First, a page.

The pill's primary developer, Gregory Pincus, knew he would not be able to do large scale human trials domestically in the US, so found a loophole by going to Puerto Rico. “In the summer of 1955 he looked to Puerto Rico as a location for the trials” (PBS). In these initial trials the pill, which was at the time formulated with a much higher dose of progestin, was deemed 100% effective when taken properly. One research assistant, Dr. Edris Rice-Wray, informed Pincus “that 17% of the women in the study complained of nausea, dizziness, headaches, stomach pain and vomiting” (PBS). So serious and sustained were the reactions that she told Pincus that a 10-milligram dose of Enovid caused "too many side reactions to be generally acceptable" (PBS).  Pincus was extremely quick to dismiss Rice-Wray's conclusions and said that the complaints were psychosomatic (PBS).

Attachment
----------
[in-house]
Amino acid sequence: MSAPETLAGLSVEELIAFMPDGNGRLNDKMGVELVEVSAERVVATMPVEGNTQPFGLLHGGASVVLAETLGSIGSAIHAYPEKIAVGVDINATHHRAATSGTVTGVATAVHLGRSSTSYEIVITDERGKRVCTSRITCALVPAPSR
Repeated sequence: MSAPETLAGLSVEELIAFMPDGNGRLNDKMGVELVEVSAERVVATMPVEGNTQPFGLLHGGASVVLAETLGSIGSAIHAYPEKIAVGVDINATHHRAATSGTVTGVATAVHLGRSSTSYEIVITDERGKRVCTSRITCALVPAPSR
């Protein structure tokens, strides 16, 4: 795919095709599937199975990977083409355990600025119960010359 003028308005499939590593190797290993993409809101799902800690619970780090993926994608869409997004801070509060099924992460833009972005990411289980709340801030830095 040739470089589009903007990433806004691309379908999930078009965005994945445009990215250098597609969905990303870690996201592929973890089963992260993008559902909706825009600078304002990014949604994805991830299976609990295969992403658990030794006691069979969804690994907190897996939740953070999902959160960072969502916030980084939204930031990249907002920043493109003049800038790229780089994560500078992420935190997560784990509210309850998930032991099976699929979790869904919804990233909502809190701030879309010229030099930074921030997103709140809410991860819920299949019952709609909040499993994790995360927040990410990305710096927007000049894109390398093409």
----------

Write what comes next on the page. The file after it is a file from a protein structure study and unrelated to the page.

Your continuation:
There were three women who died during the trials in Puerto Rico, but autopsies were never conducted to see if the Pill had caused the young women's deaths (PBS). Despite the possible side effects, the pill was first approved May 9, 1960, by the FDA (Vargas). However, “by August 1962, the FDA was informed that 26 women had reportedly suffered blood clots, including six who died (Vargas). As growing accounts and data about the side effects of the pill became clear, Pincus repetitively told news outlets that the side-effects were largely psychosomatic (Pendergrass).


Based on data gathered during the initial days of the pill being on the market, the dosage of the synthetic hormones has been adjusted and it is largely considered safe to use today. One thing to note however, is that despite complaints of side effects similar to those reported in the initial phases of research, new innovations in the pill have largely stopped since the 1970’s (Watkins). Certainly new delivery methods have been created, but the basic hormones themselves remain relatively unchanged. The most recent newly created hormone used in birth control pills is a progentin called Drospirenone which was patented in 1976 (Hill).